Think Rebecca Pearson in This is Us. She is so comfortable in her relationships with Jack and her children. She can hold space for her children’s emotions without projecting her own. Even when her children are adults, she shows up for them and has no problem having the hard talks. Like when her granddaughter Tess comes out in season three, and she tells her about how holding emotions in your body can cause pain from her own experience. It’s all very calm and open. When Kate is getting married, she openly talks with her about her own feelings and Kate’s negative perceptions of her without any drama.
Secure attachers are the most comfortable in relationships. Think that couple who rarely have any major drama or blow outs. All relationships have jealousy, anxiety, conflict and tears, but secure attachers manage the majority of them without falling off the edge.
Disorganized/fearful attachment is a combination of anxious and avoidant styles. People with this attachment style often crave intimacy and can be quite ‘clingy’ but as soon as someone gets close attempt to run away. This type of attachment often comes with a ‘self-destruct’ button, i.e., getting close to someone and building a relationship, then sabotaging it because the intimacy feels uncomfortable.
Think Carrie Bradshaw from Sex and the City. She desperately craved male attention, having a never-ending stream of boyfriends, but as soon as the relationship got comfortable, she pushed them away. Look at Aidan, he proposed, and once she had the reassurance that he loved her, she refused to wear the ring and cheated on him. Even Mr Big, she chased after him for years, constantly pining for him, turning herself inside out to please him. And then as soon as they’re engaged and she’s comfortable, she’s throwing a wedding he’s explicitly said he’s not interested in. She’s absconding to Mexico with her friends, she’s saying ‘it’s all my fault’.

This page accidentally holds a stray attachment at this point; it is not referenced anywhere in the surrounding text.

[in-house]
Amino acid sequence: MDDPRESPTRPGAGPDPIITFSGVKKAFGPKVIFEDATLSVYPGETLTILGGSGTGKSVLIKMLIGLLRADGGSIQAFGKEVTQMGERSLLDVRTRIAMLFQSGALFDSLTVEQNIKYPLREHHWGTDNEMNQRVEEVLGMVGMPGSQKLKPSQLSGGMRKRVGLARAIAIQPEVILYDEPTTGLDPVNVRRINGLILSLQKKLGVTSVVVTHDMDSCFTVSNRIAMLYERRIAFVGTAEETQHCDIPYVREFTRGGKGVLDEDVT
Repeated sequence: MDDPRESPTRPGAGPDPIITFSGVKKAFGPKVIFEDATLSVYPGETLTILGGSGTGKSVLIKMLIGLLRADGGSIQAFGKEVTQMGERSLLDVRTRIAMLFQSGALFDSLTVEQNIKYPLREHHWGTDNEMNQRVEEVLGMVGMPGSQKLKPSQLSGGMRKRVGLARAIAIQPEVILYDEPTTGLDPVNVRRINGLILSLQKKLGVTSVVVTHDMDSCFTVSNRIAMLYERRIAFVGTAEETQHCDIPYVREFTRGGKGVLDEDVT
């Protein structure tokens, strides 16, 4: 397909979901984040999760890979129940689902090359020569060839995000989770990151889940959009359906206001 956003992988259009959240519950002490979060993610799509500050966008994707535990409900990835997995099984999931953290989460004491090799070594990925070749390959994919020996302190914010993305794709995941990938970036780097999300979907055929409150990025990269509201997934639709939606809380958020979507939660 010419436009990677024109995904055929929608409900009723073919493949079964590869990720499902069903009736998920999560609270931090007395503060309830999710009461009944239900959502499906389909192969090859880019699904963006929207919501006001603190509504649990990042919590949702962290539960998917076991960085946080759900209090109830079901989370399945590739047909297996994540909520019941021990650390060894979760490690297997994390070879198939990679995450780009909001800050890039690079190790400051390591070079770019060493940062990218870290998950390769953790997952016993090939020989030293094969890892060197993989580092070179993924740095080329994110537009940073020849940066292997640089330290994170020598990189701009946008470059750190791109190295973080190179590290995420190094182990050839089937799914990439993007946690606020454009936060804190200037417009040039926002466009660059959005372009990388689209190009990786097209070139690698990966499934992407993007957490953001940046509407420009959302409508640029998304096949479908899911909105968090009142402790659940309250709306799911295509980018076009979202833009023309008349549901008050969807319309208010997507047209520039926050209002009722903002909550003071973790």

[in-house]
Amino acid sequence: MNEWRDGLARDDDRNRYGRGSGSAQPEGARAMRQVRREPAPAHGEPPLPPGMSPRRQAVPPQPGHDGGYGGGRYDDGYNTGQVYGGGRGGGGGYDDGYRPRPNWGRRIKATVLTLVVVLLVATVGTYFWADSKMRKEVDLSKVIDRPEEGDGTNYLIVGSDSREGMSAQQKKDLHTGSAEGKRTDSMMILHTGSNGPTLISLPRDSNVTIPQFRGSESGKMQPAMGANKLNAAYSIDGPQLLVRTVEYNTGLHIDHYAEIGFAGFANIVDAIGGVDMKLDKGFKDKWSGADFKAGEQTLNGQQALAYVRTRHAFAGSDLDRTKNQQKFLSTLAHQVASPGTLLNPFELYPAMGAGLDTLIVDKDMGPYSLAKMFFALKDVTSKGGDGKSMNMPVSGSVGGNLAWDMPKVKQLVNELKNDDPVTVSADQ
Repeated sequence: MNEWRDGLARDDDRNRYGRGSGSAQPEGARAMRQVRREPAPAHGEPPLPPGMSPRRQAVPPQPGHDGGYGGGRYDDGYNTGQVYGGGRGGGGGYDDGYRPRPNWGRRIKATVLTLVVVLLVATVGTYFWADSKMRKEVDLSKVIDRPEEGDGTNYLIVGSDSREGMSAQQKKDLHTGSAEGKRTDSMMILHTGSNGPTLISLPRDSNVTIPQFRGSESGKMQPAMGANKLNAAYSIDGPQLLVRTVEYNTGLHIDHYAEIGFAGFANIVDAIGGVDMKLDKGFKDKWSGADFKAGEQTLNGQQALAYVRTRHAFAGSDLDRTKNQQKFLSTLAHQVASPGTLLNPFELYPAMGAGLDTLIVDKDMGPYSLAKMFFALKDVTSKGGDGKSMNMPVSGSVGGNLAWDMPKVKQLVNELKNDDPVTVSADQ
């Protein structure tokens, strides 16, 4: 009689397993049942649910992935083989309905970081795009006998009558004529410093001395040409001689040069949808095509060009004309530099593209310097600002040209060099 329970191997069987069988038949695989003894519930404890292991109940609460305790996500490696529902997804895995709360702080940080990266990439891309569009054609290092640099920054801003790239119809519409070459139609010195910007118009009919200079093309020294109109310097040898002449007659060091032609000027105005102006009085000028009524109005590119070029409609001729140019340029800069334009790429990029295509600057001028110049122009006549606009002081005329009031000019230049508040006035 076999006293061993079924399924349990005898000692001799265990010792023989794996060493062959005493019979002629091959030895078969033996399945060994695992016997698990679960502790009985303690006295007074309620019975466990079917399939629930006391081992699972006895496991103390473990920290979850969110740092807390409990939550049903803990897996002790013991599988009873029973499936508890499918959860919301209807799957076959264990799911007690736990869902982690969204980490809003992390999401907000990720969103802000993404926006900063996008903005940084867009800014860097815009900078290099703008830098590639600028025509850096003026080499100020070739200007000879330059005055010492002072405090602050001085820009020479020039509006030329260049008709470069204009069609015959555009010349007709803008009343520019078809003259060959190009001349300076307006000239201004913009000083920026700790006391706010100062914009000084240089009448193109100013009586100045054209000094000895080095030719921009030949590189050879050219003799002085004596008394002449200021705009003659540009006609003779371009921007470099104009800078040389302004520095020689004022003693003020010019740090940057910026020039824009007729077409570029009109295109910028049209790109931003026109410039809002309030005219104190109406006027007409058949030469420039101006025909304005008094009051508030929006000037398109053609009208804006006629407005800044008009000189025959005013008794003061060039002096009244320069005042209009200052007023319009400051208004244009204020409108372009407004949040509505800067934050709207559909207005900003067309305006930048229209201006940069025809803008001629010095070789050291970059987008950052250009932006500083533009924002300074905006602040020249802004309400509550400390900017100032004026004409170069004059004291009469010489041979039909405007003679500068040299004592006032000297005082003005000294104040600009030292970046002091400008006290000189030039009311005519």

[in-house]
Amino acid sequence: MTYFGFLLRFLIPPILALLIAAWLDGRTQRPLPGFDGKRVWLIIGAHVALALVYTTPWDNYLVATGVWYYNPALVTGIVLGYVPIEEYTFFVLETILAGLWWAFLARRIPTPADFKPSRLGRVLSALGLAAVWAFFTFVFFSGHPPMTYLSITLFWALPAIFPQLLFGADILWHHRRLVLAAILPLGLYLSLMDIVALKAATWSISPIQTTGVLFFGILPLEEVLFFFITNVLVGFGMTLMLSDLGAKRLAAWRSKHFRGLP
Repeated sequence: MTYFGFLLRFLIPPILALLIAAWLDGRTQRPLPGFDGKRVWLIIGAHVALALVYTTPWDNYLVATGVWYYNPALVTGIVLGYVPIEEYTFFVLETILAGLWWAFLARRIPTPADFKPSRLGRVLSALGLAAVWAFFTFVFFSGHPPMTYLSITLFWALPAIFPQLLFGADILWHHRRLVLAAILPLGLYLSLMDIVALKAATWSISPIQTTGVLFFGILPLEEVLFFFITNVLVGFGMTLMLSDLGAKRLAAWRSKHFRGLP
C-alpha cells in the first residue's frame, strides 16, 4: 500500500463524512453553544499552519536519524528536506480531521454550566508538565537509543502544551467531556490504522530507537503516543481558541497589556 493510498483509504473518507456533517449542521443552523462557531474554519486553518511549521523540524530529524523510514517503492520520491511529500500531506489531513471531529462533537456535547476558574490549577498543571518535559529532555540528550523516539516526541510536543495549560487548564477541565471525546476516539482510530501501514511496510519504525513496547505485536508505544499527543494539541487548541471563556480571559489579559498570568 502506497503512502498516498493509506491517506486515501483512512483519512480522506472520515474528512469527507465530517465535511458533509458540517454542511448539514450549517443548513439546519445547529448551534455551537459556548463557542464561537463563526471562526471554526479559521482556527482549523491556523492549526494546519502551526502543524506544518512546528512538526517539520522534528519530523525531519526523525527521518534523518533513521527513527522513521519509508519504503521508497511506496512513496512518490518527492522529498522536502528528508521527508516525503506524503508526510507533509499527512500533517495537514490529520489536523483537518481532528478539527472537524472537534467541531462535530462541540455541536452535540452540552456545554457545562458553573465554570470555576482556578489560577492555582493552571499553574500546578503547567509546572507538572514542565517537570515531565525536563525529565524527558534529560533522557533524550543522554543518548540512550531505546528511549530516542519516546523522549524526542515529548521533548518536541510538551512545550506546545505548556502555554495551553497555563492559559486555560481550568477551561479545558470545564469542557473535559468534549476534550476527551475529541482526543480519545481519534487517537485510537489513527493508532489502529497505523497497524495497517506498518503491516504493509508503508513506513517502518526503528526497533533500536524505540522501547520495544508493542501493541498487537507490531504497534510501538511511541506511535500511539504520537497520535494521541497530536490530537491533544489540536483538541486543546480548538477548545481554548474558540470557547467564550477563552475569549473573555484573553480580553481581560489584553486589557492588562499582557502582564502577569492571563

This attachment style is a very small minority of the population but is well known for it’s push-pull dynamic. Often this type of attachment is due to childhood trauma, and can be worked on by working through the underlying issues.
No attachment type is exempt from engaging in protest behaviour, but secures are less likely than the others to demonstrate it. Protest behaviour looks similar across the other three attachment styles, what is different however is the intent. Protest behaviour could be:
Withdrawing: Ignoring their partner, not responding to calls/texts.
Waiting to see how long it takes for a partner to call back and then waiting the same amount of time before returning their call.
Eye rolling, walking away or leaving the room.
Making comments like “I can’t do this anymore”.
Trying to incite jealously e.g., flirting with someone else in front of them.
In anxious attachment, protest behaviour is designed to incite reassurance. When they walk away, they want to be followed. However, in avoidant attachment they do not want to be followed, protest behaviour is designed to create space and distance. With disorganized/fearful attachment it could be either, or both. The only way to know for sure which one is in front of you, is to be open. To say, “I wanted to follow you, but I wasn’t sure if it was OK”. If you want to learn more about attachment and discover your attachment type I’d recommend reading ‘Attached’ by Amir Levine & Rachel Heller.